I don’t know, Beloved, I’ve fitzed and fussed with this sermon, trying to articulate what I see here. Let me just say it plainly. To have hope isn’t to merely wish that things could be different. It isn’t even to think that things could be better. To have hope is to trust that what is wrong will change, and to go out into the world imagininghow it will be redeemed and filled with life for all people and all creation. I think the reality is that Ruth is preserved in the Bible not because it was a situation where everything came to pass just as Biblical law said it should, but because Ruth and Naomi and Boaz saw what God’s kin-dom looks like and, in hope, sought to make it real.
We are called into that hope, a hope which gathers up all the woundedness, the brokenness in this world, a hope that names the evil of this world, everything that threatens life and the created world. And then it imagines how it could be different—how God will redeem it. As Christians, hope includes our individual futures and the collective future of humanity. The author Rebecca Solnit writes that hope isn’t a game of chance, “Hope is not a lottery ticket you can sit on the sofa and clutch, feeling lucky. It is an axe you break down doors with in an emergency. Hope should shove you out the door, because it will take everything you have to steer the future away from endless war, from the annihilation of the earth’s treasures and the grinding down of the poor and marginal…To hope is to give yourself to the future – and that commitment to the future is what makes the present inhabitable.” Beloved, hope holds in her hands what is broken in you, in your life, in the world in order that what is broken might be made beautiful in the light of God’s love. In order that it might be redeemed be God.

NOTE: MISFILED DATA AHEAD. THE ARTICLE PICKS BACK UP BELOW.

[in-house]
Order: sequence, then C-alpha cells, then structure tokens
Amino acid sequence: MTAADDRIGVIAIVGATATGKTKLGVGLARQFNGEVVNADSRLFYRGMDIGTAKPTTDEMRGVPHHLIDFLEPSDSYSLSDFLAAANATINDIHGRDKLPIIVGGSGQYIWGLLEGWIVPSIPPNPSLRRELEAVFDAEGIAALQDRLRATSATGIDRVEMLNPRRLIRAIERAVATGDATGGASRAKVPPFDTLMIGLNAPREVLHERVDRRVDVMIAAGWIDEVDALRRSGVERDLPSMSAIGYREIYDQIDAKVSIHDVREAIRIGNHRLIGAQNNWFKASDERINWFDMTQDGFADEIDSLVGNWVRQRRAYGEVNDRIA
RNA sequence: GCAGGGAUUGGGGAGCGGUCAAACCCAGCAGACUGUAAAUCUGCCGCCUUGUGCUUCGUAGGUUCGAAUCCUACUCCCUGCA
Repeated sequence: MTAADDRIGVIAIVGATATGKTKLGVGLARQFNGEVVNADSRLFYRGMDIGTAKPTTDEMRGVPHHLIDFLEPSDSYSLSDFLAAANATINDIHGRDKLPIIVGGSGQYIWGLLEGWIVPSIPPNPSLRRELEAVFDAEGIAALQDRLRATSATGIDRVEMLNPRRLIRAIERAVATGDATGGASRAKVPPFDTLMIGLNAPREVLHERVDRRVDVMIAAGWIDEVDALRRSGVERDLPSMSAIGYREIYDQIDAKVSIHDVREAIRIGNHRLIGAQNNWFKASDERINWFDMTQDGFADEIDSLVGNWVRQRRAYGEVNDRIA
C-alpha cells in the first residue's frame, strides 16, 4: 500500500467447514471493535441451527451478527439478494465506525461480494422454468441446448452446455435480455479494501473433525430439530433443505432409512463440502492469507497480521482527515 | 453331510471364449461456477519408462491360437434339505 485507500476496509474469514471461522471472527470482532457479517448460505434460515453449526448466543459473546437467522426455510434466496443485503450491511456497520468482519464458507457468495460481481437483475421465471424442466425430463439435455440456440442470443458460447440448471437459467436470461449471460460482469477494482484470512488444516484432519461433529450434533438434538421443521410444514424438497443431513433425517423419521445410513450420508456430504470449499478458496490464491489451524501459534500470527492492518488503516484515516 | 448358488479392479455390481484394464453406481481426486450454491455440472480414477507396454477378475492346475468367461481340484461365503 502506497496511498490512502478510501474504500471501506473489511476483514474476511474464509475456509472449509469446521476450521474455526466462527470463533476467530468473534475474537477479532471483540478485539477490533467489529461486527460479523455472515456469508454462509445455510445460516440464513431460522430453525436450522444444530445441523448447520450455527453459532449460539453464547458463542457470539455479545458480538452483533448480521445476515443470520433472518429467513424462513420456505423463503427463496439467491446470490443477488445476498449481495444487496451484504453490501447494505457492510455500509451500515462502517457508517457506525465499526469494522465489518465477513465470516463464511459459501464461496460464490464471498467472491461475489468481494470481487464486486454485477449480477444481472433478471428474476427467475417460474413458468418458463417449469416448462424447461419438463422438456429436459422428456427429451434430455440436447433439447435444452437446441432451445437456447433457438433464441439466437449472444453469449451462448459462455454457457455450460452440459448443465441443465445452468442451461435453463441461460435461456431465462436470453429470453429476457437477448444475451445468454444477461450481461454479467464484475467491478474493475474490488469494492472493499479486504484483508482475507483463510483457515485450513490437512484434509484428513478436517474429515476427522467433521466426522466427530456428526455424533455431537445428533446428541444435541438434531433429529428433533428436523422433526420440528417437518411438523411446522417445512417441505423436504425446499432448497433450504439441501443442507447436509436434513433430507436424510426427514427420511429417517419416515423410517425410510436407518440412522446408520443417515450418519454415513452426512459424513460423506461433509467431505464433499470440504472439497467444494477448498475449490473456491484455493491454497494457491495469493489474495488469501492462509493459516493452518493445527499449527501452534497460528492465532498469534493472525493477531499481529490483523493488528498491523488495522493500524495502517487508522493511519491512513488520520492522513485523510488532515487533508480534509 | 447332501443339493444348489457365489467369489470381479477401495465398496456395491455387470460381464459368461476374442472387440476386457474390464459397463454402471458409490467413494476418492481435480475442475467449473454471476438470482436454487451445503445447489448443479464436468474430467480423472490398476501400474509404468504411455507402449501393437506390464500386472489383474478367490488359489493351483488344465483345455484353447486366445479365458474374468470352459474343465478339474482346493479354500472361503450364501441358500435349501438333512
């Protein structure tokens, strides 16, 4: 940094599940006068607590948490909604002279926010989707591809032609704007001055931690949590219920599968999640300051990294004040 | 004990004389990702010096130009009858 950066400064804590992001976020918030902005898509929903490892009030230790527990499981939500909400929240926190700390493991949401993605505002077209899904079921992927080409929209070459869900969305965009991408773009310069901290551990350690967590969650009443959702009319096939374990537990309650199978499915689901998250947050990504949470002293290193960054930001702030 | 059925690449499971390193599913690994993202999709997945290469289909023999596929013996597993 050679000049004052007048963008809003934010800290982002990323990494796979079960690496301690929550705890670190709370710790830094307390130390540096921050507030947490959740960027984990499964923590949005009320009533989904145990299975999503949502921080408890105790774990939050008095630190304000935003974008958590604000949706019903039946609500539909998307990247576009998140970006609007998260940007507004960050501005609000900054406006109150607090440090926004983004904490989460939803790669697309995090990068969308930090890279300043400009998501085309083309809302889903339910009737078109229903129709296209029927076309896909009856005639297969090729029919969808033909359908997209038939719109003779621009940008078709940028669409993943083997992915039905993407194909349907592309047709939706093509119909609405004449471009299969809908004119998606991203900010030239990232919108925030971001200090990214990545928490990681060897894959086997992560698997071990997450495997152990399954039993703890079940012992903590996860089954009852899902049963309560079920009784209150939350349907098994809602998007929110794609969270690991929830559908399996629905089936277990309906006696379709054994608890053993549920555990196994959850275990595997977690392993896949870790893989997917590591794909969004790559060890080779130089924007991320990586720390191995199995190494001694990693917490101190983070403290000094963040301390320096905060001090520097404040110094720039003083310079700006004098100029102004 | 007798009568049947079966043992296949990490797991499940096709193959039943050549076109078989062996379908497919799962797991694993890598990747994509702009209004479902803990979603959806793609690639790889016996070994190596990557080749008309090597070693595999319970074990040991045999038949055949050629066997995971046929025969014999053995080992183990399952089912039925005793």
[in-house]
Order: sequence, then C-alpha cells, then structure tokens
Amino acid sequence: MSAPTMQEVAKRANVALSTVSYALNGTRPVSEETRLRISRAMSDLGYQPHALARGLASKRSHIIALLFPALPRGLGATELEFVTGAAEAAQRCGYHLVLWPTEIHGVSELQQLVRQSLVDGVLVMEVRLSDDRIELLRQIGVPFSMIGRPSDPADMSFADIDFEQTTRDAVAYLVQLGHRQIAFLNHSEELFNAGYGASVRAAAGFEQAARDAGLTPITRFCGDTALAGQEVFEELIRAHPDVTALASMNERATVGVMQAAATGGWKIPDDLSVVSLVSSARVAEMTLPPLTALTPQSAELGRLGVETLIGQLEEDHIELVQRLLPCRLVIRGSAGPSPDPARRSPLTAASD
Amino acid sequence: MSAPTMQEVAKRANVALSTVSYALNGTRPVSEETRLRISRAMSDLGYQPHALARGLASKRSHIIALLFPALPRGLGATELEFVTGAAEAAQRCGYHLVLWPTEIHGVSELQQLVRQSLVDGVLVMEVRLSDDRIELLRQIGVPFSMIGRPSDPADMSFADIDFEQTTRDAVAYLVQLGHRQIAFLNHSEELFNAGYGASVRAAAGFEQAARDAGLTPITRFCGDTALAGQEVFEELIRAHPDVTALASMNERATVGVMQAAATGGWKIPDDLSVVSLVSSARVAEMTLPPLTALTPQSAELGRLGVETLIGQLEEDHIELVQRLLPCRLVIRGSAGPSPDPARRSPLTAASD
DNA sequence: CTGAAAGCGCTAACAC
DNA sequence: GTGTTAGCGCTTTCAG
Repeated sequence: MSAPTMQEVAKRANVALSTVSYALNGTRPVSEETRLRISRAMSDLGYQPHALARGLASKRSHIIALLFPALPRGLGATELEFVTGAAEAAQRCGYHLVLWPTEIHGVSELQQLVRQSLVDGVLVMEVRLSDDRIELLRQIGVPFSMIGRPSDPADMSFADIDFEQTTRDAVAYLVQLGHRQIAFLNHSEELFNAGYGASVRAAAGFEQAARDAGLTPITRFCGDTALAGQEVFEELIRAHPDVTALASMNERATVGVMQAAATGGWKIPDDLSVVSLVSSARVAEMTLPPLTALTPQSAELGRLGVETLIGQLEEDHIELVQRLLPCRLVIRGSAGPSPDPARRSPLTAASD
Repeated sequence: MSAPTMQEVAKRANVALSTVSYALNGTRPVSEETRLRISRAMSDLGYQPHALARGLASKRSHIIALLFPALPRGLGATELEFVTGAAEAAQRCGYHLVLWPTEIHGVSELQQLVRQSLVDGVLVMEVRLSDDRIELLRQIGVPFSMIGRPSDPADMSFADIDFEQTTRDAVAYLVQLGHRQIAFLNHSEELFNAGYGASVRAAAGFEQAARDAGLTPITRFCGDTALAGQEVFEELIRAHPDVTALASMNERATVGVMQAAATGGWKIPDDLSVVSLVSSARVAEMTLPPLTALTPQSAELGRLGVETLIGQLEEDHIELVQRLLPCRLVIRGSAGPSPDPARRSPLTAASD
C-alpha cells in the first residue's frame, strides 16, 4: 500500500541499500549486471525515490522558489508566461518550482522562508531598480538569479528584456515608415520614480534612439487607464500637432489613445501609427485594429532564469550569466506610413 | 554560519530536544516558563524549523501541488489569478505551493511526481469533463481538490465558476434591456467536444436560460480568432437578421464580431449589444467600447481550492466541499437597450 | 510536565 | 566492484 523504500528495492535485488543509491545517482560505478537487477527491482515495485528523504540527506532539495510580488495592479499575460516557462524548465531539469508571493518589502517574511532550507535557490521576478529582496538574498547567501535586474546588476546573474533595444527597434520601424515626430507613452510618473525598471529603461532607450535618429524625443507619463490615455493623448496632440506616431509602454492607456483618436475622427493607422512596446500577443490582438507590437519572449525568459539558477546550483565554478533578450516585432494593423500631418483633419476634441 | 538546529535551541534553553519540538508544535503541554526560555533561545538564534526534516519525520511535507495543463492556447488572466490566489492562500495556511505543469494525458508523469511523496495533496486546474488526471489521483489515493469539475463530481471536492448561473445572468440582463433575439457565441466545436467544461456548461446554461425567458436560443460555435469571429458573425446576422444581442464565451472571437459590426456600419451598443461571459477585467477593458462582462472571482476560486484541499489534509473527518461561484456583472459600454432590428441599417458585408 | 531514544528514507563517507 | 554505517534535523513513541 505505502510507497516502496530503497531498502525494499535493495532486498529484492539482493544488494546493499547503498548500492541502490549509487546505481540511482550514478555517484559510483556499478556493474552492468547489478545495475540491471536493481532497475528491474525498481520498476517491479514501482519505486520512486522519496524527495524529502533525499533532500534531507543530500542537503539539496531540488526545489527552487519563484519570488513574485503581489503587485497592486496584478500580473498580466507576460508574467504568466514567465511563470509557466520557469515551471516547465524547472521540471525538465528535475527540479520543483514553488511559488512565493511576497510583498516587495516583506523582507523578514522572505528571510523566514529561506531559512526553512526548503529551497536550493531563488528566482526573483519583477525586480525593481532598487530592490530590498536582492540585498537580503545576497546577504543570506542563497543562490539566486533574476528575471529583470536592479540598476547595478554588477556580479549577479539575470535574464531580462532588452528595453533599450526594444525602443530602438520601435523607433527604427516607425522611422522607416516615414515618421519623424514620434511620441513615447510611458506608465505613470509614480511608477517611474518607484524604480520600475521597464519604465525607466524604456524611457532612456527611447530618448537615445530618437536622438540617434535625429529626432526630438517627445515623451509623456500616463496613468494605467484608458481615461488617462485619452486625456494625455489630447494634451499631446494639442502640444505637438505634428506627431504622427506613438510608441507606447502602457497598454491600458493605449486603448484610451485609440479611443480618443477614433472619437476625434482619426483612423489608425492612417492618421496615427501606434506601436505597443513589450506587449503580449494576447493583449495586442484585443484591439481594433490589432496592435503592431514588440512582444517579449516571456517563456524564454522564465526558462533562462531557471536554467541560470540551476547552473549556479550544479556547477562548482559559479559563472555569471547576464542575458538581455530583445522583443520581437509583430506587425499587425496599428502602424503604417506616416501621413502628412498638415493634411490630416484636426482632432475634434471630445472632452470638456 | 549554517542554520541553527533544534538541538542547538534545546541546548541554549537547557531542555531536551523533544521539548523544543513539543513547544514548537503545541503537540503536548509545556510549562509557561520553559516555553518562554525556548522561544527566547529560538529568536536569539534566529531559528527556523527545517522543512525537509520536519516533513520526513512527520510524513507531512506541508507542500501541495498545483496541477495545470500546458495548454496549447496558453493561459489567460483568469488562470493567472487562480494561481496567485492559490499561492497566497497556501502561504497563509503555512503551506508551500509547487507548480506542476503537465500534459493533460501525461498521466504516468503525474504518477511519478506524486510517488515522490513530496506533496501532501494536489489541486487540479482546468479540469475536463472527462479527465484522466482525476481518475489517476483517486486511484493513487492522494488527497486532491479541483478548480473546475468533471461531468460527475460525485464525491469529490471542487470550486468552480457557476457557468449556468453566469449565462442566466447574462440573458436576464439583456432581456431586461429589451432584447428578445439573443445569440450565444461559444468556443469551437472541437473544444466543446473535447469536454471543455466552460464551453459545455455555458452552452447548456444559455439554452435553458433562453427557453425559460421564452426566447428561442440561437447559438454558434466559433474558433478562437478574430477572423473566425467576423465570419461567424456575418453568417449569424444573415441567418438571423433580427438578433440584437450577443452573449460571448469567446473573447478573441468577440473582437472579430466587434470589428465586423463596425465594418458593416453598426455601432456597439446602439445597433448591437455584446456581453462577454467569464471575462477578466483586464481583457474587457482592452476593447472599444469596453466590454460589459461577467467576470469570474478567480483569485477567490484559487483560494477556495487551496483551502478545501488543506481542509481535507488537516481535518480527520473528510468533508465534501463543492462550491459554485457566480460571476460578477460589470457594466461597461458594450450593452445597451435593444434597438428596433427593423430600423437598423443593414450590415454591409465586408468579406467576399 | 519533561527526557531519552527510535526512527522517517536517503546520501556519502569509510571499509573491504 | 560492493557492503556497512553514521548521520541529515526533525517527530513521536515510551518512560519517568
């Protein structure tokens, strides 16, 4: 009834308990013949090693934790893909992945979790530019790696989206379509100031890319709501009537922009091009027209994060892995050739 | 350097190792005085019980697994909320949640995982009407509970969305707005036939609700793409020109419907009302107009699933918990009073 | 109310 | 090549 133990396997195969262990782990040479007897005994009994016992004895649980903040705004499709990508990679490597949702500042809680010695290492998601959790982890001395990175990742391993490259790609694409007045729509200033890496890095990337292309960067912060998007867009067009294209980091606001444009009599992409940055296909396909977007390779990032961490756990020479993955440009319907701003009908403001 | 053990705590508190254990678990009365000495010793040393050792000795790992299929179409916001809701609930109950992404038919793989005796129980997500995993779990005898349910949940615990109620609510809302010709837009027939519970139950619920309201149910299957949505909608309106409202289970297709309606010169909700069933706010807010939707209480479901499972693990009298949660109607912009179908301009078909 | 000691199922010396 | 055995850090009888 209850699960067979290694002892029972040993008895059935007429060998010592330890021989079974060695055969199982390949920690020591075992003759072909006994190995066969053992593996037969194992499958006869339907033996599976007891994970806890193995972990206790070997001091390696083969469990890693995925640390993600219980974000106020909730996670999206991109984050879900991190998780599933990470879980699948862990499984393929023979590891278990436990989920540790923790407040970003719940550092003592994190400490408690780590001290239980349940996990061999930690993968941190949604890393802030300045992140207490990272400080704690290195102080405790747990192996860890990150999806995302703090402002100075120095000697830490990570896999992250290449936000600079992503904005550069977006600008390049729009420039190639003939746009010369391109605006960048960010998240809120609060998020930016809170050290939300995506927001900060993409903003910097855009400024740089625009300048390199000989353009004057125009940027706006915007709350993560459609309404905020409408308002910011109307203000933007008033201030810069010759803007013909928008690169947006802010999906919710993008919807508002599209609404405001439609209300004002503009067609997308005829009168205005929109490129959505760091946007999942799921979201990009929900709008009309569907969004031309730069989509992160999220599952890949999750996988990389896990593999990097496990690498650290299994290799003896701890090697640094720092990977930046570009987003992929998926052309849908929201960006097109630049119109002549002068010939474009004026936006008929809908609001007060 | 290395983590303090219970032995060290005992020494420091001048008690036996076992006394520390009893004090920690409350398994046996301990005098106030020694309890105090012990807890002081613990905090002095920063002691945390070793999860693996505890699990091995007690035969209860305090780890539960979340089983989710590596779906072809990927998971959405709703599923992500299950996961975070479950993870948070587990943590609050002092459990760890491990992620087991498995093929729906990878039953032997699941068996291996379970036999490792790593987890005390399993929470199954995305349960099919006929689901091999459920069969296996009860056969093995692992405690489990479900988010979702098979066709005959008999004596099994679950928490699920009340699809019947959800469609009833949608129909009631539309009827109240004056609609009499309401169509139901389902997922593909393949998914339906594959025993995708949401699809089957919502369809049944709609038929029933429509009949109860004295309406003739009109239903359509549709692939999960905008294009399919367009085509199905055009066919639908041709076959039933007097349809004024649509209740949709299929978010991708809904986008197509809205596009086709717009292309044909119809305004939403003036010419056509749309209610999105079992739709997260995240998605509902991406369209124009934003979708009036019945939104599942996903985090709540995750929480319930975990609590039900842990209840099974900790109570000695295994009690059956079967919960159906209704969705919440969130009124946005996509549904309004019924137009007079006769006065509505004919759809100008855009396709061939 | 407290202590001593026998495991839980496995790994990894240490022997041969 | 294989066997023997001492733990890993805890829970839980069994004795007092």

That is hope, trusting that even this—even your broken heart, even your fear and anxiety, even our changing climate, even our endless calls for conflict, even the never-ending need of this world—all of it can be redeemed. St. Augustine once wrote, “Hope has two beautiful daughters: their names are Anger and Courage. Anger at the way things are, and Courage to see that they do not remain as they are.” Hope is creative imagination grounded deeply in the gritty realness of life. Hope speaks honestly about what is unjust and unfair and unequal. Yet, hope refuses to throw up her hands in despair, sure that nothing will ever change. Hope imagines how this place, this problem, this entire existence could be beautiful, whole, life-giving. How this could be like God’s kin-dom, come. Beloved, Hope imagines how the unredeemable can, in fact, be redeemed—and how the one who hopes can be a part of it.